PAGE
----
On Tuesday evening, between budget votes, Micheál Martin paid a rare visit to the Dáil members’ bar. His former junior secretary, Robert Troy, who resigned last month in a cloud of controversy, had just bought a round of drinks for about half a dozen Fianna Fáil TDs and Senators. He proceeded to pinch a pint for the Taoiseach.
artin stayed for almost an hour and, according to those present, treated himself to a round. The mood was good, even among those who are considered critics of the Fianna Fáil boss. “[Fianna Fáil TDs] Jackie Cahill and Pádraig O’Sullivan were like the Praetorian Guard, they beat guys away,” claimed one viewer.
Such a characterization would be disputed by both Cahill and O’Sullivan, neither of whom are considered close allies of Martin. But there was no point in being sullen after announcing a €11 billion budget package that was well received in his constituencies.
“The mood was very good,” said a TD who was in the bar on Tuesday. “Sure, if we weren’t in a good mood to bring in a budget of 11 billion euros…” Another of those present said the Taoiseach “was there to show that it was a good day for him”.
There is little argument to Fianna Fáil that the boom-time budget marked a good day for the coalition and its constituent parties. “It’s a very good budget, to be fair,” said one TD who is privately most critical of Martin. “It’s resourceful and well-targeted to those in need and to the services.”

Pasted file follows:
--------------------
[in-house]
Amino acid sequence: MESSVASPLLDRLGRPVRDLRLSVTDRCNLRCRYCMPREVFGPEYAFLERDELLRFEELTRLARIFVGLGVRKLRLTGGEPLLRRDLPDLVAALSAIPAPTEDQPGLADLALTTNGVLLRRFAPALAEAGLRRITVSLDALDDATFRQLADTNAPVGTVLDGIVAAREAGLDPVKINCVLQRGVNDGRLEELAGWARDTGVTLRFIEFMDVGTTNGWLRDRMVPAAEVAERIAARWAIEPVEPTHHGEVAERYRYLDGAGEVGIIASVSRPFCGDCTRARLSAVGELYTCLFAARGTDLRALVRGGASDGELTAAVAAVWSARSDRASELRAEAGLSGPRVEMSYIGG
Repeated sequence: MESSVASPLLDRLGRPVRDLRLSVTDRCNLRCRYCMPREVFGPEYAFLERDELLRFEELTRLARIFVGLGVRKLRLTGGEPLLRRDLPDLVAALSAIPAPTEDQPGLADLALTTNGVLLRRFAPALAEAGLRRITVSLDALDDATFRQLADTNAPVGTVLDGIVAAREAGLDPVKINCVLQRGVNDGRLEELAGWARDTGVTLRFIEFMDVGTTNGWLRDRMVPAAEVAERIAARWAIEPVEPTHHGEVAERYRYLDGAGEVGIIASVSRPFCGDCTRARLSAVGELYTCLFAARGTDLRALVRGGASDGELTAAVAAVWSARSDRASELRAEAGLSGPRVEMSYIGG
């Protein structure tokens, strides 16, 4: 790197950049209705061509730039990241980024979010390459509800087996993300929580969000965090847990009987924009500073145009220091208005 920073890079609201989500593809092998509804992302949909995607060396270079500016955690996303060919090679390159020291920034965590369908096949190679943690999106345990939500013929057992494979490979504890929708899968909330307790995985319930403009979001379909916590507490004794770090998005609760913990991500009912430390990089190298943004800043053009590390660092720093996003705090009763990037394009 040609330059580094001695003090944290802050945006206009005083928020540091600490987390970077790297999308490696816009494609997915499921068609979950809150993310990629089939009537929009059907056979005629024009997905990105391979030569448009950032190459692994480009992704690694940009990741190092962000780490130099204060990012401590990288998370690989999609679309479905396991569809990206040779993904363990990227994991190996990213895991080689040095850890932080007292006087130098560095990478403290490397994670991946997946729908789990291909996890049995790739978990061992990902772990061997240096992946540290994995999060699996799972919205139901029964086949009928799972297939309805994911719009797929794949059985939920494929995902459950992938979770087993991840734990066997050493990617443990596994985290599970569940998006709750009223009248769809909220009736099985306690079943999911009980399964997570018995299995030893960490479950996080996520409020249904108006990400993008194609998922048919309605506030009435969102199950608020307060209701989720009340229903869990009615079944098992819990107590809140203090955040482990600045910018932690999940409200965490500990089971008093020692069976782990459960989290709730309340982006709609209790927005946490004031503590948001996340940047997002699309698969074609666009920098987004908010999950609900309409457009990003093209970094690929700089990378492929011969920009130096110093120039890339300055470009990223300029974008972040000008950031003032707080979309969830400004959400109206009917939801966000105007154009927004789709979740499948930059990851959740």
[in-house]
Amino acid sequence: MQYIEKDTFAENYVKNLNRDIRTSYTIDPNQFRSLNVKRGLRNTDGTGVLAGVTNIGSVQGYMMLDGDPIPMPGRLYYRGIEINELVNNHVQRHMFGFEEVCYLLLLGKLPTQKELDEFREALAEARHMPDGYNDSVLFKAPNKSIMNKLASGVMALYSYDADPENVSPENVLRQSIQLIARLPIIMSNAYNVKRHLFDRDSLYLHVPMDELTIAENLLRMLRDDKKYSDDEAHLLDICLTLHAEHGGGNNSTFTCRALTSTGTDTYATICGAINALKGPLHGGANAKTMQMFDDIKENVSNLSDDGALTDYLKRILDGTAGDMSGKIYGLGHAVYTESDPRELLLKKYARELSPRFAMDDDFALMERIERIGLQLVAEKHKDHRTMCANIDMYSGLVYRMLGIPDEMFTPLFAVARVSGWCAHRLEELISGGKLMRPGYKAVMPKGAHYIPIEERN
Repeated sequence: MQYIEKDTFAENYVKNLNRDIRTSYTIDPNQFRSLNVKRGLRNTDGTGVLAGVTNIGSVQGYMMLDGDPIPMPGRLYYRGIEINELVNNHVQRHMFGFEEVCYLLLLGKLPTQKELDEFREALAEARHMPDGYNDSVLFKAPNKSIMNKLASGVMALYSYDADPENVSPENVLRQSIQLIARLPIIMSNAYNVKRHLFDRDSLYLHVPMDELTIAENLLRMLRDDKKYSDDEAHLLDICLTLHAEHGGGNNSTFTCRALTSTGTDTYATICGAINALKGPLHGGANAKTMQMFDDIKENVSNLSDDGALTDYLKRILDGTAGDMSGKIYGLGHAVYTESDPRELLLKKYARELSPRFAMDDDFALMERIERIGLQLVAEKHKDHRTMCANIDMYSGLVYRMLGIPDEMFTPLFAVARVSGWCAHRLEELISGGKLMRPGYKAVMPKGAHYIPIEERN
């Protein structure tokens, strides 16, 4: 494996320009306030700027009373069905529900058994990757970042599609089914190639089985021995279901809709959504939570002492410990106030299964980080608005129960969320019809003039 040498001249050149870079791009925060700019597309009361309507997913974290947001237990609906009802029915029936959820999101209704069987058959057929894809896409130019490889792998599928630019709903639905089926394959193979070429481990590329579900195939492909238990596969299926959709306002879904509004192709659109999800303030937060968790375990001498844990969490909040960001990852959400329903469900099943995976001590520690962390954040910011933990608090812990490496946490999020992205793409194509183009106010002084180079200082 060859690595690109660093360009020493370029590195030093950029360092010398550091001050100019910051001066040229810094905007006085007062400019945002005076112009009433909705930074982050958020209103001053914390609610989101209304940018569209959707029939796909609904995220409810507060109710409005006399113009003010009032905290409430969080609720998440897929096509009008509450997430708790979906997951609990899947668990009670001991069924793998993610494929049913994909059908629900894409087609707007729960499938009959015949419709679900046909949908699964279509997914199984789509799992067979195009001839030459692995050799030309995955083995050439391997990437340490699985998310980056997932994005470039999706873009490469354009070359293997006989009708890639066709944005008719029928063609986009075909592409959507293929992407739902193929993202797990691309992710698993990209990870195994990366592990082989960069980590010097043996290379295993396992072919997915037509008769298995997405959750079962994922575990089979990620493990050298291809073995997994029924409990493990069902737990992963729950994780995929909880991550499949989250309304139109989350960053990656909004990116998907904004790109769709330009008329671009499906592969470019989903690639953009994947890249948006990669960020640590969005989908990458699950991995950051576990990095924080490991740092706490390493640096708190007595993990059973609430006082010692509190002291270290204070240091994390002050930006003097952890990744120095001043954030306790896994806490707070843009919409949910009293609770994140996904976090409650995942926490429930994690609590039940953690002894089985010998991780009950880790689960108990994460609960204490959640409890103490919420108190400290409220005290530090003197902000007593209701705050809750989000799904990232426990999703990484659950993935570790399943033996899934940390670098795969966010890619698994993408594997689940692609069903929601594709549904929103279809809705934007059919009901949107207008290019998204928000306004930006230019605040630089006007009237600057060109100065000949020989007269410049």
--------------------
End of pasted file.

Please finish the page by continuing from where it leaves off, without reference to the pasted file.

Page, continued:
Whether there will be a political dividend from what was announced on Tuesday remains to be seen. The first evidence in today’s Ireland Thinks survey of the Sunday independent is that there is an almost imperceptible budget boost for the two major coalition parties.
There is nervousness within the coalition that any budget gains for households will be wiped out by this winter’s energy bills. For this reason, no one has ruled out further financial interventions in the new year. In fact, it was acclaimed by Tánaist Leo Varadkar within hours of the budget being announced.
While ruling out a mini-budget in January, the Taoiseach said yesterday the introduction of more measures would remain “under consideration”.
Much will likely depend on how bad household utility bills get this winter. Some in Fianna Fáil believe that Sinn Féin was strategically wrong in proposing an energy price cap.
“What happened in the UK has hit Sinn Féin very hard,” claims a party source. “That’s what Liz Truss tried and she created massive uncertainty, she put the taxpayer on the hook with the cap.”
That analysis could prove true, but Sinn Féin continues to successfully identify where the coalition is weak, and housing construction — where the number of people classified as homeless is now reaching record levels — will be a focus of the Mary Lou McDonald’s in the coming months. be partying
Eoin Ó Broin, spokesman for Sinn Féin Housing, announced yesterday that he would table a motion in the Dáil next week to scrap the government’s plan for a concrete block levy. The move is likely to put pressure on backbenchers in Fianna Fáil and Fine Gael, who publicly criticized the proposal last week. Although the prospect of any of them going overboard seems unlikely this weekend.
In fact, the mood in Fianna Fáil as she gathered for her Ard Fheis on the RDS could be described as even. Talk of Martin’s leadership is, as one TD put it, “gone to bed” for now. Predictions, including from the likes of Barry Cowen on these pages 22 months ago, that Martin would not become Tánaiste in December of this year have proved far off the mark.
Also this weekend, Martin has stated his intention to lead Fianna Fáil to the next election, even going so far as to suggest that he might return to the office of the Taoiseach after that election. “Oh yes I do,” he said yesterday when asked if he foresaw Fianna Fáil next in office.